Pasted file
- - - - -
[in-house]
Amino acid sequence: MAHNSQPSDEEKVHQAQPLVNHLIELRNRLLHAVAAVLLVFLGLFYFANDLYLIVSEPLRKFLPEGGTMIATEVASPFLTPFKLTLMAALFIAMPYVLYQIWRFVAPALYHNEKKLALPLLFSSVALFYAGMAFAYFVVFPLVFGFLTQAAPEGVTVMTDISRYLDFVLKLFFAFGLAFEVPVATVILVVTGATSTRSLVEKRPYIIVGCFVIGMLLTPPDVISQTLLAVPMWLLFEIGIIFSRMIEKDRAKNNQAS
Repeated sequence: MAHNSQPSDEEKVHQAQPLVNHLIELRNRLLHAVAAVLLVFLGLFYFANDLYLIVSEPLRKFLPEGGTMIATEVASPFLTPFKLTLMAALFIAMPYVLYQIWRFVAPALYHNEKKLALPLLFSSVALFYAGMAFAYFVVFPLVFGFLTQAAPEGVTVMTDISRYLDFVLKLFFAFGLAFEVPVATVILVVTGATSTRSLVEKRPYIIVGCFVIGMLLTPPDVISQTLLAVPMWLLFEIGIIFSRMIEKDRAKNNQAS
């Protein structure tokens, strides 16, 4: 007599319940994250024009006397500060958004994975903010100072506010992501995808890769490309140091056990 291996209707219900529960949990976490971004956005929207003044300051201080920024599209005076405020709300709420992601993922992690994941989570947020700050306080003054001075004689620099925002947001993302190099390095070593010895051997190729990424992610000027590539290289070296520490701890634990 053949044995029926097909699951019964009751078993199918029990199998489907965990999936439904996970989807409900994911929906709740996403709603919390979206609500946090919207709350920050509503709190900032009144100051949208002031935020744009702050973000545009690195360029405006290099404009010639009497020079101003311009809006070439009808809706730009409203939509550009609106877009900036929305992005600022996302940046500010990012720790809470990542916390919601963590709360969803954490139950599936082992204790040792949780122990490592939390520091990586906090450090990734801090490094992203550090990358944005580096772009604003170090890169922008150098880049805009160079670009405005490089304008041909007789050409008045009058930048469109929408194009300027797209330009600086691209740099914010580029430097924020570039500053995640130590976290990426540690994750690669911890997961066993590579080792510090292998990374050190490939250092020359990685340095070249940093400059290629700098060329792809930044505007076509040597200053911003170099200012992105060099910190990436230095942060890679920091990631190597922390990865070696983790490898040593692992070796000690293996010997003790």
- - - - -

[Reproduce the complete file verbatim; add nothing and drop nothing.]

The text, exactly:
[in-house]
Amino acid sequence: MAHNSQPSDEEKVHQAQPLVNHLIELRNRLLHAVAAVLLVFLGLFYFANDLYLIVSEPLRKFLPEGGTMIATEVASPFLTPFKLTLMAALFIAMPYVLYQIWRFVAPALYHNEKKLALPLLFSSVALFYAGMAFAYFVVFPLVFGFLTQAAPEGVTVMTDISRYLDFVLKLFFAFGLAFEVPVATVILVVTGATSTRSLVEKRPYIIVGCFVIGMLLTPPDVISQTLLAVPMWLLFEIGIIFSRMIEKDRAKNNQAS
Repeated sequence: MAHNSQPSDEEKVHQAQPLVNHLIELRNRLLHAVAAVLLVFLGLFYFANDLYLIVSEPLRKFLPEGGTMIATEVASPFLTPFKLTLMAALFIAMPYVLYQIWRFVAPALYHNEKKLALPLLFSSVALFYAGMAFAYFVVFPLVFGFLTQAAPEGVTVMTDISRYLDFVLKLFFAFGLAFEVPVATVILVVTGATSTRSLVEKRPYIIVGCFVIGMLLTPPDVISQTLLAVPMWLLFEIGIIFSRMIEKDRAKNNQAS
């Protein structure tokens, strides 16, 4: 007599319940994250024009006397500060958004994975903010100072506010992501995808890769490309140091056990 291996209707219900529960949990976490971004956005929207003044300051201080920024599209005076405020709300709420992601993922992690994941989570947020700050306080003054001075004689620099925002947001993302190099390095070593010895051997190729990424992610000027590539290289070296520490701890634990 053949044995029926097909699951019964009751078993199918029990199998489907965990999936439904996970989807409900994911929906709740996403709603919390979206609500946090919207709350920050509503709190900032009144100051949208002031935020744009702050973000545009690195360029405006290099404009010639009497020079101003311009809006070439009808809706730009409203939509550009609106877009900036929305992005600022996302940046500010990012720790809470990542916390919601963590709360969803954490139950599936082992204790040792949780122990490592939390520091990586906090450090990734801090490094992203550090990358944005580096772009604003170090890169922008150098880049805009160079670009405005490089304008041909007789050409008045009058930048469109929408194009300027797209330009600086691209740099914010580029430097924020570039500053995640130590976290990426540690994750690669911890997961066993590579080792510090292998990374050190490939250092020359990685340095070249940093400059290629700098060329792809930044505007076509040597200053911003170099200012992105060099910190990436230095942060890679920091990631190597922390990865070696983790490898040593692992070796000690293996010997003790």